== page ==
The health hazards of vaping are becoming more evident by the day, and Illinois officials must take steps to curb the risk.
Indiana health officials on Friday reported the nation’s third death from a severe, mysterious vaping-related lung illness. Hours later, Minnesota confirmed a fourth vaping-related death, and Los Angeles officials said they suspect vaping as a “probable cause” in a fifth death.
Also on Friday, the Centers for Disease Control reported that as many as 450 cases of serious lung disease have been linked to e-cigarette use – more than double the number of cases the agency reported in late August.
The CDC is urging people not to use e-cigarettes at all while they investigate the exact cause of the illnesses, some of which have been linked to counterfeit devices containing THC – the active chemical that creates the “high” from marijuana – or a Vitamin E contaminant.
As Illinois state Rep. Julie Morrison told us, “You’d have to be living under a rock not to realize the health risk we’re seeing.”
Morrison, a Democrat from Deerfield, plans to introduce legislation in the fall veto session to ban the sale of flavored e-cigarettes. Michigan Gov. Gretchen Whitmer enacted a similar ban just days ago.
We support the proposal. As we see more and more evidence of the potential deadly risk involved, it’s a smart, necessary move to protect our kids.
E-cigarettes are covered under the state’s new ban on selling tobacco products to anyone under 21.
Yet “young people who are not even old enough to be buying these products tell me how it easy it is to buy them online or in a convenience store,” Morrison said. “Flavors are one of the main components that bring kids into [vaping]. They think it’s the latest cool thing.”
A ban wouldn’t infringe on the rights of adults who are willing to accept the risks, since nonflavored devices still would be available.
Meanwhile, Illinois Attorney General Kwame Raoul has the e-cigarette industry in his crosshairs too. His office is aggressively investigating the industry for engaging in marketing practices that appear aimed squarely at teens.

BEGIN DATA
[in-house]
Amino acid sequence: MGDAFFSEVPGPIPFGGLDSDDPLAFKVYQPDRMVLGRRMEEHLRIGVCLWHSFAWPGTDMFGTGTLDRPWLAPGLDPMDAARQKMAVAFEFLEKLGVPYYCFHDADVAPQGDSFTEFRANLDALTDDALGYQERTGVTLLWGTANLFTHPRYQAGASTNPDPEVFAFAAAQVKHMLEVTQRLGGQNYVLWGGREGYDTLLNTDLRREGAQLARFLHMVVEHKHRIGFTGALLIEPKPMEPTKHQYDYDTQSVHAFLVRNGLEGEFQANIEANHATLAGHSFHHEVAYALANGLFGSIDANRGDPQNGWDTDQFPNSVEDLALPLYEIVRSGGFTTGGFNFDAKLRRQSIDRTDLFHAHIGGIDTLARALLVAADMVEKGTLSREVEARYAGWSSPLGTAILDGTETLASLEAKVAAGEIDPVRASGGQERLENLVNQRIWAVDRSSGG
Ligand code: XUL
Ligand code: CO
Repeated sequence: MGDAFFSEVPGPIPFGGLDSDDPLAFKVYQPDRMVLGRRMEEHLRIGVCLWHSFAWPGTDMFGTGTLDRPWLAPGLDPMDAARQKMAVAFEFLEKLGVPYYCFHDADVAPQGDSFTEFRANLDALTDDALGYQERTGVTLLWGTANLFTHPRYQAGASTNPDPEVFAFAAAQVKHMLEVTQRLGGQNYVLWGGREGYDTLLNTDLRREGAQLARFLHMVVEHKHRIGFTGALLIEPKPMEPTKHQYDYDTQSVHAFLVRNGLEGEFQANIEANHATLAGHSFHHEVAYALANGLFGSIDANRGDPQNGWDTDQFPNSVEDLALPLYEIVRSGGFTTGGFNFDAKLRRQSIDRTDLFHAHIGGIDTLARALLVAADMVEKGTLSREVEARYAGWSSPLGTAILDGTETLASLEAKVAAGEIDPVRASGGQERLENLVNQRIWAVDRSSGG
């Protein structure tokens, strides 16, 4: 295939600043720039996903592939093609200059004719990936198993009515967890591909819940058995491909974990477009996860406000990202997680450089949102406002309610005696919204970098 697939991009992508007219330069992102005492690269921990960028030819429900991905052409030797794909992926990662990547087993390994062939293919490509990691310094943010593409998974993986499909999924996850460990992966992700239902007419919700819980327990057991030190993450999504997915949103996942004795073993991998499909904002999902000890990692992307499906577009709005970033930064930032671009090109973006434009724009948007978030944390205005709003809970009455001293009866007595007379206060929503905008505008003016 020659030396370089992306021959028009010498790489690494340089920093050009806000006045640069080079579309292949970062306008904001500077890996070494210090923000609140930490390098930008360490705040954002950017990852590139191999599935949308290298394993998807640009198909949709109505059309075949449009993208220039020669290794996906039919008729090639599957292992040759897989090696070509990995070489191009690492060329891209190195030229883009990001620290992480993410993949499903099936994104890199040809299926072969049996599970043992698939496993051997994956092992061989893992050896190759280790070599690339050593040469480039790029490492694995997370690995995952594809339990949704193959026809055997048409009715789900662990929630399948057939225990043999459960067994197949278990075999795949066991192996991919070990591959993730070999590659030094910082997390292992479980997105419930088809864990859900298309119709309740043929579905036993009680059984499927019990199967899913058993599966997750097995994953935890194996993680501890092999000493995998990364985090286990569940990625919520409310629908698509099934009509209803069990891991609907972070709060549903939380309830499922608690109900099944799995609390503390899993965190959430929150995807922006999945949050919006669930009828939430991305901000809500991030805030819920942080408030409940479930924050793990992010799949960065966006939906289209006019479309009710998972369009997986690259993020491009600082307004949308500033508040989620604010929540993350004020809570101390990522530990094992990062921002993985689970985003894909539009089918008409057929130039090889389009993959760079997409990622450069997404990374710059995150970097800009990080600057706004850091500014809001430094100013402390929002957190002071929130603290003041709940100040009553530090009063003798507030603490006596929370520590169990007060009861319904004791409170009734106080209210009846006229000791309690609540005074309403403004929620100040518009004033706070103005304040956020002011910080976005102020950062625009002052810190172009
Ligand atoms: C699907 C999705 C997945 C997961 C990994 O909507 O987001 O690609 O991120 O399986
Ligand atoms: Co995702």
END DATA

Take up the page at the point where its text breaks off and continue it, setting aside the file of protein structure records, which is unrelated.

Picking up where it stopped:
“The evidence increasingly shows that vape products, especially when combined with THC, are extremely harmful,” Raoul said in a statement. “I encourage the General Assembly to explore this issue, particularly flavored products that seem to be aimed at children and young people.”
In Illinois, the state Department of Public Health is now investigating 42 cases of vaping-related illness, up from 22 cases in late August. Those cases include two teenagers, from Gurnee and New Lenox, who were hospitalized with lung problems after using e-cigarettes. Both said they first started vaping with fruit-flavored devices. The CDC believes a chemical is causing the illnesses, but it still hasn’t identified a specific chemical or product common to all the cases.
“Although more investigation is needed to determine the vaping agent or agents responsible, there is clearly an epidemic that begs for an urgent response,” Dr. David C. Christiani of Harvard University’s T.H. Chan School of Public Health wrote in a Sept. 6 New England Journal of Medicine editorial. “E-cigarette fluids have been shown to contain at least six groups of potentially toxic compounds.”
The public is likely to hear industry officials continue to insist that their products are safe, and blame counterfeit street products laced with THC. But remember this: the Food and Drug Administration earlier this year began investigating 127 cases of seizures or other neurological problems related to vaping. As the FDA points out, seizures or convulsions are “known potential side effects of nicotine toxicity.”
If these products truly are safe and effective aids for smokers who want to quit, the industry should consider dropping its lawsuit against the FDA’s May 2020 deadline for e-cigarette makers to submit their products for approval. Let the FDA investigate and settle the matter.